Franchising Code exposure draft changes & supporting guide released
The federal government has released an exposure draft of proposed changes to the Franchising Code of Conduct and a supporting guide relating to the changes, and accepted public submissions for just three weeks, closing on Friday, December 4.
The exposure draft identified specific changes to the Franchising Code, however the supporting guide explains the nature of the changes and puts these into context in relation to the Government’s official response to the 2018 Franchise Inquiry “Fairness in Franchising” report.
A key feature of the new Code will be a requirement for franchisors to summarise certain information in a Key Facts Sheet. The exposure draft of the Code does not include a template of this Key Facts Sheet, and instead, three versions are proposed in the supporting guide, with the consultation process to determine which version will be adopted.
Public submissions into the proposed Code changes closed on December 4.
To view the exposure draft of Code changes, visit:
Key summary of Code changes
There are at least 14 significant changes to the Franchising Code of Conduct that franchisors should know, in addition to many minor and in some cases, technical changes. Key changes to the Code include:
- Improved disclosure of future capital expenditure requirements in line with recent changes to the Automotive Code;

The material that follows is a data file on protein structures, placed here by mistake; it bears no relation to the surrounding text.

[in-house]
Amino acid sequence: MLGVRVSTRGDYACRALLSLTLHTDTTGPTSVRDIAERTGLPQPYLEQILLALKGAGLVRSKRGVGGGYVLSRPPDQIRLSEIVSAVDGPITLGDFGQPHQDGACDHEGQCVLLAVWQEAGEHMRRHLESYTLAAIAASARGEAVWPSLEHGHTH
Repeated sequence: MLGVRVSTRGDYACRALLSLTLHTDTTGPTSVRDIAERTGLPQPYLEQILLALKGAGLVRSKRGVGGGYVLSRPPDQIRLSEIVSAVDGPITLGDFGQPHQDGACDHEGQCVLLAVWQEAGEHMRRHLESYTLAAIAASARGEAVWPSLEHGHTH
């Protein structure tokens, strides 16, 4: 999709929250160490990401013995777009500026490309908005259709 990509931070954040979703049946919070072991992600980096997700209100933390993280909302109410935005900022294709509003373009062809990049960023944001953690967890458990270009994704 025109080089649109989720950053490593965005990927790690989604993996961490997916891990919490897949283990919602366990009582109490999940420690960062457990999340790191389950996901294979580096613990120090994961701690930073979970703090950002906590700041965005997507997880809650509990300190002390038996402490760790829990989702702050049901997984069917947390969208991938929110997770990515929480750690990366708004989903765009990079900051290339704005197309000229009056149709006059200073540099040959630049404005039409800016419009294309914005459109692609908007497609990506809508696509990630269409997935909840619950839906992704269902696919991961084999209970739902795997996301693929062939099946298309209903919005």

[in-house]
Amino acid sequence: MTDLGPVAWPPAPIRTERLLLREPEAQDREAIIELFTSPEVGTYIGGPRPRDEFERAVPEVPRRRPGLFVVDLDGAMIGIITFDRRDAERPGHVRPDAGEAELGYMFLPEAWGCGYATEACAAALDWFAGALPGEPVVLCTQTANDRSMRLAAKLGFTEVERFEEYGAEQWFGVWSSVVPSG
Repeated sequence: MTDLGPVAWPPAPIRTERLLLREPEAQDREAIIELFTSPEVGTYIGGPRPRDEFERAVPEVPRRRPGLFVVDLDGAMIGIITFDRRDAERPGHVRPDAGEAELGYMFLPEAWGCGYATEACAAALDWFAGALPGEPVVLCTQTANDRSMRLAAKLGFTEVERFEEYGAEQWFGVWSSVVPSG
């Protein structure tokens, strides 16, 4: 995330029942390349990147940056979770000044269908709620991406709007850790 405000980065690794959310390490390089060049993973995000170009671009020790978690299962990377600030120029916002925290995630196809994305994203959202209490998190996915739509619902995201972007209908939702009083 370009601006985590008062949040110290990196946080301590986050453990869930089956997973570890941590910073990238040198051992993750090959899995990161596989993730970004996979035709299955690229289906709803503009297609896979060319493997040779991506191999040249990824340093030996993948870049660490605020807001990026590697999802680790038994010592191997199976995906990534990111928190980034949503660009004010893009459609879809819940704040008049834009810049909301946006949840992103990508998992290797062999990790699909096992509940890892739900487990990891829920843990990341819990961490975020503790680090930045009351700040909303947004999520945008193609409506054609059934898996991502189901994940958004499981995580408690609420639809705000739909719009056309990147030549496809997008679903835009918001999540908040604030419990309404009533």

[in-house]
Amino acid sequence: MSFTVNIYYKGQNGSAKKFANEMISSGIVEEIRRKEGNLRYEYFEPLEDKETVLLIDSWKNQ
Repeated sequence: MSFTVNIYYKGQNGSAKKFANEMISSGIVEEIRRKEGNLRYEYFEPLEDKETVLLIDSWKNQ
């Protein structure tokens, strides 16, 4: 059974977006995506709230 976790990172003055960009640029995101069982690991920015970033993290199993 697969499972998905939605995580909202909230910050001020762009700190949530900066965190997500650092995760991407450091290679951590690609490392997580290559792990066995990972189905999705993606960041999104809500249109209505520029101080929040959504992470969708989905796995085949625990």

- Disclosure of nature of rebates and how these are calculated, as well as whether and how these are shared with franchisees;
- A ban on passing-on the costs of preparing a franchise agreement;
- Improved disclosure of marketing funds, with penalties now applicable for abuse of marketing funds;
- An extension of the cooling-off period from seven to 14 calendar days;
- An extension of cooling-off rights to buyers of existing franchises, in addition to “greenfield” outlets;
- Amendments to allow franchisees to negotiate an early exit from a franchise agreement;
- A new seven-day notice period to the franchisee before termination on the basis of “special circumstances” to allow for dispute resolution processes to commence;
- Restraint clauses will be rendered ineffective unless a franchisee has committed a “serious” breach (although serious is not defined);
- Dispute resolution to include conciliation and voluntary binding arbitration (in addition to mediation);
- Franchisors cannot refuse to take part in mult-party dispute resolution;
- The Australian Small Business and Family Enterprise Ombudsman to oversee all franchising dispute resolution advisor functions;
- A doubling of all finaces and penalties, increasing from a maximum of 300 to 600 penalty units to a total of $133,200 based on the current value of a penalty unit;
- All new provisions to commence from 1 July 2021, except for the new dispute resolution provisions which will commence the day the Code regulations are registered.
Rebate changes may disadvantage franchises